sábado, 18 de mayo de 2013

Dengue in Kenya - Watch - Level 1, Practice Usual Precautions - Travel Health Notices | Travelers' Health | CDC

Dengue in Kenya - Watch - Level 1, Practice Usual Precautions - Travel Health Notices | Travelers' Health | CDC

Dengue in Kenya

Warning - Level 3, Avoid Nonessential Travel
Alert - Level 2, Practice Enhanced Precautions
Watch - Level 1, Practice Usual Precautions
Released: May 17, 2013

What is the current situation?

An outbreak of dengue in Mombasa, Kenya, has been reported by the Kenyan Ministry of Public Health and Sanitation (MOPHS). Mombasa is the second-largest city in Kenya and is a major shipping port and tourist destination. This is the first identified dengue outbreak in Mombasa since 1982.
MOPHS, the Kenya Medical Research Institute,  the Walter Reed Project, and CDC are working together to reduce the mosquito population in the area, educate health care workers and community members about the disease, and monitor the area for more dengue cases.

What is dengue?

Dengue is an illness caused by a virus that is spread through mosquito bites. Symptoms include fever, headache, nausea, vomiting, rash, and pain in the eyes, joints, and muscles. Symptoms can take up to 2 weeks to develop after you are bitten by an infected mosquito but usually end in a week. In severe cases, symptoms may include intense stomach pain, repeated vomiting, and bleeding from the nose or gums. See a doctor right away if you have these symptoms.
Travelers who go to tropical and subtropical regionsExternal Web Site Icon are at risk of getting dengue. These areas include parts of the Caribbean, Central and South America Adobe PDF file, Western Pacific Islands, Australia, Southeast Asia, and Africa Adobe PDF file. Dengue is more common in urban areas and is not usually seen at altitudes above 4,500 feet (1,500 meters). The mosquito that carries the dengue virus bites both day and night and is commonly found indoors as well as outdoors.

How can travelers protect themselves?

There is currently no vaccine or medicine to prevent dengue. Travelers can protect themselves from dengue by preventing mosquito bites.
  • Prevent mosquito bites
    • Cover exposed skin by wearing long-sleeved shirts, long pants, and hats.
    • Use an appropriate insect repellent as directed (more info)
    • Higher percentages of active ingredient provide longer protection. Use products with the following active ingredients.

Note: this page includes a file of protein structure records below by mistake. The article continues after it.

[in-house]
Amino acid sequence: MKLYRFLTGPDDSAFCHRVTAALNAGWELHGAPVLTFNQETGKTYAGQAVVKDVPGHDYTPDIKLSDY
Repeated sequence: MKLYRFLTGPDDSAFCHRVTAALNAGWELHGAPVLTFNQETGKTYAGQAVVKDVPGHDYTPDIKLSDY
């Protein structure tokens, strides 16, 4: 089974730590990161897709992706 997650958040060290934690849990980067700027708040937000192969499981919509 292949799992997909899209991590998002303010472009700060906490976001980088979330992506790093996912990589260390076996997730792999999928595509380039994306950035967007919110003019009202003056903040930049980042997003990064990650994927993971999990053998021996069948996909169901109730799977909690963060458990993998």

• DEET
    • Products containing DEET include Off!, Cutter, Sawyer, and Ultrathon
  • Picaridin (also known as KBR 3023, Bayrepel, and Icaridin)
    • Products containing picaridin include Cutter Advanced, Skin So Soft Bug Guard Plus, and Autan [outside the US])
  • Oil of lemon eucalyptus (OLE) or PMD
    • Products containing OLE include Repel and Off! Botanicals
  • IR3535
    • Products containing IR3535 include Skin So Soft Bug Guard Plus Expedition and SkinSmart
  • Always use insect repellent as directed.
    • If you are also using sunscreen, apply sunscreen first and insect repellent second.
    • Reapply as directed.
  • Follow package directions for using repellent on children.
  • Use permethrin-treatedExternal Web Site Icon clothing and gear (such as boots, pants, socks, and tents). You can buy pre-treated clothing and gear or treat them yourself.
    • Treated clothing remains protective after multiple washings. See the product information to find out how long the protection will last.
    • If treating items yourself, follow the product instructions carefully.
    • Do not use permethrin directly on skin.
  • Stay and sleep in screened or air conditioned rooms.
  • Use a bed net if the area where you are sleeping is exposed to the outdoors.

Clinician Information:

Early and proper diagnosis of dengue is important, as many other diseases may mimic dengue. Health care providers should consider dengue, malaria, chikungunya, and leptospirosis, depending on the itinerary and exposure, in the differential diagnosis of patients who have fever and a history of travel to tropical areas during the 2 weeks before symptom onset.
See the Clinical & Laboratory Guidance on the CDC dengue website for information about reporting dengue cases and guidance regarding dengue diagnostic testing. A serum sample should be obtained as early after the onset of fever as possible for dengue diagnostic testing. Molecular testing for DENV and immunodiagnostic testing for IgM anti-DENV should be ordered and can be obtained from commercial reference laboratories and a number of state or territorial health department laboratories. Consultation regarding management of suspect dengue cases or diagnostic testing can be obtained from:
CDC Dengue Branch
Division of Vector-Borne Diseases
National Center for Emerging and Zoonotic Infectious Diseases
1324 Calle Cañada
San Juan, Puerto Rico 00920-3860
Telephone: 787-706-2399; fax, 787-706-2496

Additional Information:

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